Mozilla Firefox 3.6 (Release Candidate)
The Web browsing world is exciting again. Google's Chrome browser is faster than fast and there's serious thought that Internet Explorer may actually lose its top spot in the browser market-share wars.
- Improved performance, better memory use
I'm very impressed by Firefox 3.6. While I still really like Chrome's speed and recently introduced support for extensions, this new version of Firefox is so much better than the last iteration that I've decided I'm going to keep using Firefox as my main browser on Linux and start using it again on Windows. Internet Explorer? Chrome? Look out. Firefox is back in the game again.
The release of Firefox 3.6 will see Mozilla take the fight back to Google's upstart Chrome. This review is of a Release Candidate version (January 2010).
The Web browsing world is exciting again. Google's Chrome browser is faster than fast and there's serious thought that Internet Explorer may actually lose its top spot in the browser market-share wars. But for all the excitement, it would be a real mistake to overlook Firefox; with the forthcoming release of Firefox 3.6, which is now available as a release candidate, Mozilla's flagship browser is looking better than ever.
As soon as the release candidate came out on January 9, I started putting it through its paces, using two Dell 530S desktop PCs.
These older computers are powered by a 2.2GHz Intel Pentium E2200 dual-core processor with an 800MHz front-side bus. Each has 4GB of RAM, a 500GB SATA (Serial ATA) drive, and an Integrated Intel 3100 GMA (Graphics Media Accelerator) chipset. One was loaded with Windows XP SP3 and the other used MEPIS 8 desktop Linux.
Firefox 3.6 improved performance
To my delight, I found that Firefox uses considerably less memory after prolonged use than its predecessor, Firefox 3.5.6.
Better memory use may not strike you as the most exciting thing about a Web browser, but if you're a serious Web user, with multiple tabs open at once for hours at a time, it's a big deal.
I, and other users, have noticed memory issues with Firefox 3.5.6 that slowed a PC's overall performance.
In my testing of 3.6, these memory problems appear to have been fixed, and that alone makes it a "must upgrade" in my book.
I also noticed that the new Firefox is much faster than the last version. Part of this speed boost comes from Firefox's new ability to run scripts asynchronously.
In the past, Firefox waited for the first script on the page to download completely before running the next script, no matter how long it took to download.
Now, Firefox runs whichever script downloads first, no matter where it's placed on the page. It's one of those small changes that make a big practical difference on pages with multiple scripts.
On the Windows XP system, Firefox 3.5.6 came in at a poky 3034.4 milliseconds, while Firefox 3.6 zipped by it at 1007.0 milliseconds.
That's great, but it still leaves Firefox lagging behind Chrome, which easily lapped the field with a time of 553.0 milliseconds.
Join the Good Gear Guide newsletter!
Gadgets & Things
Most Popular Reviews
- 1 Finally! LG OLED TV 2016 range review
- 2 Fetch TV Mighty review: Better than Foxtel
- 3 Fetch TV Mini review: Make your TV a smart TV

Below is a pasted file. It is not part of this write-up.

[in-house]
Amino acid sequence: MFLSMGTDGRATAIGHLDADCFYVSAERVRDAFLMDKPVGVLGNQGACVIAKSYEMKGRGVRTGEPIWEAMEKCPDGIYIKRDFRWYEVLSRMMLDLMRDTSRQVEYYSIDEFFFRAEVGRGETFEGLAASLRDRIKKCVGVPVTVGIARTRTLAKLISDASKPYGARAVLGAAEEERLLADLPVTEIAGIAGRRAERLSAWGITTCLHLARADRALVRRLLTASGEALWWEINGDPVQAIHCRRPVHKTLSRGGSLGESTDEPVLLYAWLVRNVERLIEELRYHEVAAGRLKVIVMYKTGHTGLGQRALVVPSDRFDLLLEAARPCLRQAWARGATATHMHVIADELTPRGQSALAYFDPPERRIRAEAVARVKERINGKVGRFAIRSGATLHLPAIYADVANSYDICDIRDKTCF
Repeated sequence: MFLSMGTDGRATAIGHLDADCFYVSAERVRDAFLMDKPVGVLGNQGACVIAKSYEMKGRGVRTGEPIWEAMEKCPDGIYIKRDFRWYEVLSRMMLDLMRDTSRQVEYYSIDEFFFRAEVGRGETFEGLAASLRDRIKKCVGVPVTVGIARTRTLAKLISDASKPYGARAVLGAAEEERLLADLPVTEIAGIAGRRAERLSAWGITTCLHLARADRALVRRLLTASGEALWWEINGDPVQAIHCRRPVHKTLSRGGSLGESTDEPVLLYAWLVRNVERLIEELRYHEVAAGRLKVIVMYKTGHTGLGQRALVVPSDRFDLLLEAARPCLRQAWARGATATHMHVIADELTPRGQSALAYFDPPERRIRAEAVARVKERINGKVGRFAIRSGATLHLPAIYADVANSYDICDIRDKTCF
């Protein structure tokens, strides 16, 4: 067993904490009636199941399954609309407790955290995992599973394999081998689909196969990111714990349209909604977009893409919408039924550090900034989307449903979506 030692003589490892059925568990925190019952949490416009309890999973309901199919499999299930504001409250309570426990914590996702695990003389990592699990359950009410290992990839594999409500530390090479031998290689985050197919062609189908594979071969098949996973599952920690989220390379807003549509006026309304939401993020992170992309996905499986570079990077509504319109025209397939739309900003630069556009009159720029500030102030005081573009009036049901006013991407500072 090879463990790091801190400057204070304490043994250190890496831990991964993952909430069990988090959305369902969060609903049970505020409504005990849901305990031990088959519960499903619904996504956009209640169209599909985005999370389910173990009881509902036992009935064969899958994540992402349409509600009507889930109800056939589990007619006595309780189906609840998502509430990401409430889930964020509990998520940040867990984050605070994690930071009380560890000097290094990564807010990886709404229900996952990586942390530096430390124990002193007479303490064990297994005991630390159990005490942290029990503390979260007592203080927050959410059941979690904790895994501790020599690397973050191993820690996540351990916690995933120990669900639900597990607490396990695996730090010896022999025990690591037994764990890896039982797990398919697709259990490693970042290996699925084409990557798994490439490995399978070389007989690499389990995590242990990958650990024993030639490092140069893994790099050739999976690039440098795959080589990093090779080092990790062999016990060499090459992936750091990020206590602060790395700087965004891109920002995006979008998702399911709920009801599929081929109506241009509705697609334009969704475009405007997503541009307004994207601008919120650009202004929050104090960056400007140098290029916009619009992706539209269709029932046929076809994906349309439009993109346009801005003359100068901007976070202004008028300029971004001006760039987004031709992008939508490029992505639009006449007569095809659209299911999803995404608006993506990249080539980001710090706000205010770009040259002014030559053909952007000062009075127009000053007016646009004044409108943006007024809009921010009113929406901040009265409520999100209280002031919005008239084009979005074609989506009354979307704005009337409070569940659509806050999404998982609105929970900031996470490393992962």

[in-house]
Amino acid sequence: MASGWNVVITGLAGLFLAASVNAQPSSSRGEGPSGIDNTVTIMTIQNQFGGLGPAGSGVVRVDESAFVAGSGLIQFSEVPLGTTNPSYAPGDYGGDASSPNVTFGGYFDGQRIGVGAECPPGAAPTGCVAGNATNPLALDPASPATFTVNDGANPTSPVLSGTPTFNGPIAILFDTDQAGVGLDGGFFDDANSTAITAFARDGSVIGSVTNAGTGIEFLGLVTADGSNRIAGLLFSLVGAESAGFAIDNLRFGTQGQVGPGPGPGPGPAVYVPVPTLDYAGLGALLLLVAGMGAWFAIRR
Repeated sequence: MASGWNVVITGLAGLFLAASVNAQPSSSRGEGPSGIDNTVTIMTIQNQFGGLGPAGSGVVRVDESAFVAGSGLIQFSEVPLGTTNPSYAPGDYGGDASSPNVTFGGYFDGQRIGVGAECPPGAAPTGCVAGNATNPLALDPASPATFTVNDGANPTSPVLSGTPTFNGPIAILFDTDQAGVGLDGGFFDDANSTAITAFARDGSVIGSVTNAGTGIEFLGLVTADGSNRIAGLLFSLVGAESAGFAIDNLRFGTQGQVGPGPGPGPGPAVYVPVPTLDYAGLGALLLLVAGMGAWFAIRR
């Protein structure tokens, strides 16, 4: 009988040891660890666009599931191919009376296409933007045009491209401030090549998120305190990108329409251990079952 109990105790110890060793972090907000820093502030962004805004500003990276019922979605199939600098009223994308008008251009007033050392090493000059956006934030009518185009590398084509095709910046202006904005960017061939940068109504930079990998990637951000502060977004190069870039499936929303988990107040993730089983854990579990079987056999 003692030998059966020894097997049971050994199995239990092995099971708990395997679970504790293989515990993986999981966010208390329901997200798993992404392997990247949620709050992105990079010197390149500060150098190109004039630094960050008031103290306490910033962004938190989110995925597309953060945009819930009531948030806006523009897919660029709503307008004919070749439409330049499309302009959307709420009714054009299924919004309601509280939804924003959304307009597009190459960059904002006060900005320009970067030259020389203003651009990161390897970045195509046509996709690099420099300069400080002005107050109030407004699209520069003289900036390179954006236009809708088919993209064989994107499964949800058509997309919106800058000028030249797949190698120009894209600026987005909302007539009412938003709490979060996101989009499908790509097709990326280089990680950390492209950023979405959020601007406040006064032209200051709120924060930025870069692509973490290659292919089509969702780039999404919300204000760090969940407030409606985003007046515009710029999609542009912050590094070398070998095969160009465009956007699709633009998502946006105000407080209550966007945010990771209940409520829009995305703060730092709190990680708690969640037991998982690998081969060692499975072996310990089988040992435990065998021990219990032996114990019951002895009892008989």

- 4 Panasonic Viera DX900U UHD 4K smart TV review
- 5 Parrot Mambo Drone review
Latest News Articles
- 2016 will be 1 second longer: Google can help you cope
- Microsoft declares summer's Windows 10 upgrade fit for business
- Stop pouting: Google’s Santa Tracker is updated just in time for the Christmas countdown
- You can finally watch Netflix offline now
- How to clear unwanted autofill entries in Google Chrome
GGG Evaluation Team
First impression on unpacking the Q702 test unit was the solid feel and clean, minimalist styling.
For work use, Microsoft Word and Excel programs pre-installed on the device are adequate for preparing short documents.
The Fujitsu LifeBook UH574 allowed for great mobility without being obnoxiously heavy or clunky. Its twelve hours of battery life did not disappoint.
The screen was particularly good. It is bright and visible from most angles, however heat is an issue, particularly around the Windows button on the front, and on the back where the battery housing is located.
My first impression after unboxing the Q702 is that it is a nice looking unit. Styling is somewhat minimalist but very effective. The tablet part, once detached, has a nice weight, and no buttons or switches are located in awkward or intrusive positions.
- Best phone of the year 2016
- TV of the year award 2016
- Finally! LG OLED TV 2016 range review
- Which flagship TV is best? Sony 4K HDR Bravia 2016 versus LG 4K HDR OLED 2016
- 10 Blu-ray movies / Best looking Blu-ray movies
- CCService Desk OfficerQLD
- FTPaid Search SpecialistNSW
- FTBusiness Analyst - Health Industry - Melbourne CBDVIC
- FTSenior Project AdministratorNSW
- CCEPAS Technical Support OfficersNSW
- CCBusiness and Reporting AnalystWA
- CCJava DeveloperWA
- CCProject Manager X2VIC
- CCBusiness Analyst - Reporting, Excel and AutoCAD experienceNSW
- TPSharePoint SpecialistQLD
- FTProject Manager - ProcurementVIC
- FTSENIOR DEVELOPERQLD
- CCSenior Developer - Java and AWSVIC
- CCActive Directory EngineerNSW
- CCAdobe AEM DeveloperVIC
- CCSIEM Content Engineer - TelcoVIC
- TPMicrosoft Dynamics CRM Developer/ AdministratorWA
- CCSecurity/Server EngineerNSW
- CCNetwork AnalystNSW
- FTBusiness Development Manager | Digital MarketNSW
- FTSystem AdministratorNSW
- FTJunior Data Centre Support Technician - Sydney CBDNSW
- FTManager Integration PlanningNSW
- FT2 x Firewall Engineer - Permanent - IT Services - SydneyNSW
- CCNetwork Engineer - Sydney - Leading OrganisationNSW